You walk into your office and open your IT security to-do list for the day. If you’re like most of our customers, you will see dozens of tasks staring back at you. Yikes! Hopefully, you manage to make some progress on this mountain of work each day. Yet you wonder if there is a better way. Maybe you could use IT security automation in some way? Yet you are also worried about quality considerations. Use our process to find a measured approach to IT security automation.
The Journey To IT Security Automation Starts Here
Before you can make progress with IT security automation, some preliminary work is needed first. Otherwise, you could end up making unimportant tasks more efficient! We don’t want that to happen to you. To get started, use these self-assessment questions.
1) What are your IT security goals for the year?
Completing random tasks that occur to you at the moment has little value. That’s like reaching “inbox zero” on your email daily, yet ignoring high-value security assessments. If you are unsure about your individual work goals for IT security goals, refer to the company IT goals and ask yourself how you can contribute to those goals. Once you have a few ideas, confirm these goals with your manager.
2) What are the weekly and daily tasks that align with those goals?
Now that you have clarity on your IT security goals, put on your project manager hat. You want to make a list of daily and weekly tasks that advance those goals. For example, you might have a weekly task to check for Microsoft security vulnerabilities. That task is valuable because it contributes to your goal of proactively detecting security threats.
Tip: If you use a task manager, look at the past few weeks of tasks to jog your memory.
3) Which tasks could you eliminate or reduce in frequency?
As you review your tasks, ask yourself a tough question: where can you cut? For example, you might be invited to 10 recurring meetings each month. Challenge yourself to stop attending three to five of those meetings. That will free up some time on your calendar to implement IT security automation and other important tasks.
4) What tasks produce the most value for your stakeholders?
So far, we have looked at IT security goals and tasks from your perspective as the individual manager or professional. There is another layer you need to add in: your stakeholders. For example, your department may have a goal to “respond to IT security requests from users within six hours each business day.” If you have a goal like that, identify those tasks.
5) Identify tasks that have a routine or rule-based aspect
By this point, you might have a list of a few dozen tasks that you perform in your IT security work each month. You have already reduced some of them in frequency. You have flagged other tasks as a high priority for your end-users. Now, you want to identify tasks that are defined by rules. For example, resetting a user password tends to be a rule-based process in most companies. In other cases, setting up a new user with standard account permissions is likewise subject to rules.
Keep reviewing your list of IT security tasks until you find three to five IT security tasks subject to a high degree of rules. These are the tasks that you will automate next.
Implement IT Security Automation
Based on the prior analysis, you will have some good ideas about what to implement for IT security automation. Use the following steps to implement your first IT security automation.
1) Choose one IT security task for automation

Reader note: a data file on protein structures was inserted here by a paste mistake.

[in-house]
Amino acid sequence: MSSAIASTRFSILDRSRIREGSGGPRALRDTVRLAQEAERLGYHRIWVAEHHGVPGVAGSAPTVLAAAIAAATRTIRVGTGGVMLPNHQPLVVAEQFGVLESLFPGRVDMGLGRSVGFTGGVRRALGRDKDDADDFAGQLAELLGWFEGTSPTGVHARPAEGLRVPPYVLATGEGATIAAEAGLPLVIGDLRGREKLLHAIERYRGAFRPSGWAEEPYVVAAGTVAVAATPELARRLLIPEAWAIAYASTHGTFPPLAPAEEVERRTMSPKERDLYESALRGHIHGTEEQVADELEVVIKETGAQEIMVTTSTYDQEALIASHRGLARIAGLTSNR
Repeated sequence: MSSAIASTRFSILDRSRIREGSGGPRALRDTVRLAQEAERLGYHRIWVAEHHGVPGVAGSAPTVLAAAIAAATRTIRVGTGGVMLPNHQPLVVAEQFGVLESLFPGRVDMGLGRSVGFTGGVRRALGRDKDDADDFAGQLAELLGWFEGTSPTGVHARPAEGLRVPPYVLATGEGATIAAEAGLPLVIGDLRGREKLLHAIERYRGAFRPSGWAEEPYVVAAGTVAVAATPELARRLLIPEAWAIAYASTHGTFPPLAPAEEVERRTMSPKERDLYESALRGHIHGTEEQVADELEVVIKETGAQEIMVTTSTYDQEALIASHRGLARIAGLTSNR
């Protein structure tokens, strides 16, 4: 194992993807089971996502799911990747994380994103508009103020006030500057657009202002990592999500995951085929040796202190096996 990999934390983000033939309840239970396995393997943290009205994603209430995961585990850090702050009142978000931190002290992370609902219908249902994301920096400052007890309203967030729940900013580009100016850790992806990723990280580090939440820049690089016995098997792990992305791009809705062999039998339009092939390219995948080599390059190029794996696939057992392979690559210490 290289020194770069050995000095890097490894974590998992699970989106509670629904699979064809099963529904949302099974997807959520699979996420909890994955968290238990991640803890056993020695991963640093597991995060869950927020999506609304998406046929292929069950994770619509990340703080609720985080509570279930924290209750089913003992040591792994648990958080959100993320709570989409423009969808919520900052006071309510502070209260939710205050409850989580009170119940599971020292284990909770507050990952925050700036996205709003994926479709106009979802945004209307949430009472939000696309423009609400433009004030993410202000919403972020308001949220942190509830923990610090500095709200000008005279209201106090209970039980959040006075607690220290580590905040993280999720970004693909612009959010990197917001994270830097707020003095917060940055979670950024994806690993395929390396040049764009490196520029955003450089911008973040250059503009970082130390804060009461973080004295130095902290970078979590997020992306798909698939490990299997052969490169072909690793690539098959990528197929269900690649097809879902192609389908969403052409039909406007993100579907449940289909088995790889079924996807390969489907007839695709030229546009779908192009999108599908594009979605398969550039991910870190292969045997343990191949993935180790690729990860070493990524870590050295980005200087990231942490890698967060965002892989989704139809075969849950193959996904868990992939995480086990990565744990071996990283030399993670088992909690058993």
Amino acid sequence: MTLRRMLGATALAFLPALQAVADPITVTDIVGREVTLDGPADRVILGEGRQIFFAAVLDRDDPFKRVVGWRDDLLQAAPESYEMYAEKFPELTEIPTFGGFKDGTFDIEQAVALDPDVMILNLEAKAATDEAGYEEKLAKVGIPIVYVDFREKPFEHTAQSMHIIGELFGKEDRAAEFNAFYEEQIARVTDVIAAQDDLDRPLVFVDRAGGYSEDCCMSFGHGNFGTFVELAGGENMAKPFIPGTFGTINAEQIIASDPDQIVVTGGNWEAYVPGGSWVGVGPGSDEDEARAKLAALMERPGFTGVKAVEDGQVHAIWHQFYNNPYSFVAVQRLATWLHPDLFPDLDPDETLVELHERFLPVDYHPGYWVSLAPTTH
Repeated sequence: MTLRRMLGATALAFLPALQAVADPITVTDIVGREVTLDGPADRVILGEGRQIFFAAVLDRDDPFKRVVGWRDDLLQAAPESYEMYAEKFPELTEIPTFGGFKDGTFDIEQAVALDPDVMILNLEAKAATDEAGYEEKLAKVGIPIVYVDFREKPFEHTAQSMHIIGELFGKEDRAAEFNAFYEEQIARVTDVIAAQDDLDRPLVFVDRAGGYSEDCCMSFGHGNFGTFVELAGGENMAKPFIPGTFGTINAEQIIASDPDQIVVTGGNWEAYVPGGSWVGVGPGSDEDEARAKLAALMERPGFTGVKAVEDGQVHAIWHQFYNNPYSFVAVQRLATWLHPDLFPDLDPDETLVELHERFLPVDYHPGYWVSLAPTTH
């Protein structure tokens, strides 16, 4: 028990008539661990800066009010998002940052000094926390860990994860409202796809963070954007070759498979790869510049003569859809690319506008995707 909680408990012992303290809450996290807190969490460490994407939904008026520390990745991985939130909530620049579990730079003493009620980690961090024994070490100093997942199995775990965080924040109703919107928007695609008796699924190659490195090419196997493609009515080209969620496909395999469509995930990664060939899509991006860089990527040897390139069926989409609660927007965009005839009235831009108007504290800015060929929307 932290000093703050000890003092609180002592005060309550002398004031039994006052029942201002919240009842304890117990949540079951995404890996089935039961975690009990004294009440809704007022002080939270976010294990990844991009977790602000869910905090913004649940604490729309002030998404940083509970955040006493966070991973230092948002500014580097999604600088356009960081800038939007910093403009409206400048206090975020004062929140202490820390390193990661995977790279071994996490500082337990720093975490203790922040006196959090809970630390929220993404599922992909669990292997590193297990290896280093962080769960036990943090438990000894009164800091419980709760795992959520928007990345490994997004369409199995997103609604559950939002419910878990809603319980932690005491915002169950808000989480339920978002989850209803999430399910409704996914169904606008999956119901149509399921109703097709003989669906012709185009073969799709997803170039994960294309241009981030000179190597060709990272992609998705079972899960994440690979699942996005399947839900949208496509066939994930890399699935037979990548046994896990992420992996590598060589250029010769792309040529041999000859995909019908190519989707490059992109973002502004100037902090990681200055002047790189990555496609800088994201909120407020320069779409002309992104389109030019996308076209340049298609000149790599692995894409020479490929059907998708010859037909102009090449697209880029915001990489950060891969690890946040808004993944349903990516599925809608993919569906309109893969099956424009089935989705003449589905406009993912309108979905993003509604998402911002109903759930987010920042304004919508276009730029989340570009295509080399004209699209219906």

In this example, let’s choose the task of “setting up new end users with standard permissions.” For example, your company’s sales representatives likely have standard account permissions to your order system, sales automation tools and so forth.
2) Identify your IT security automation method
Based on the example above, a security software solution is an excellent way to implement this improvement. Look into Group Enforcer as a way to make this happen.
3) Implement the automation method
Purchase and install the security software solution you have chosen in the prior step. If you lack the budget or authority to make this purchase, read our guidance on building a business case for security software.
4) Monitor the IT security automation implementation
Putting a new security system into place is a change. Therefore, you need to monitor that change. Specifically, gather feedback from your end-users and your peers. Find out if the new system is meeting their expectations to save time and effort. Make adjustments to the configuration or your processes until you capture the expected automation benefits.
5) Identify other tasks for IT security automation
Once you have achieved some level of success with IT security automation, return to the process outlined in this article in three to six months. Look for another high-value rule-based set of tasks to automate.
What IT Security Tasks Should Not Be Automated?
So far, we have focused on IT security automation because there is so much opportunity to make improvements. However, it is essential to recognize that there are limitations to IT security automation. For example, you should avoid seeking to automate IT security risk assessments. Likewise, it makes little sense to automate the setting of IT security goals and key performance indicators. Those are areas where you need to apply your professional judgment to the task at hand.
Without IT security automation, you may find that these higher-value tasks are neglected due to the pressure to get the urgent tasks done. That’s why freeing up just a few hours per week with automation is so valuable. It gives you additional work time to discuss strategy, consider risk and engage the business in thoughtful security discussions. You start down the path to IT security automation for the immediate benefits of getting tasks off your plate. Ultimately, you stick with automation because it gives you the time to complete higher-value IT security tasks.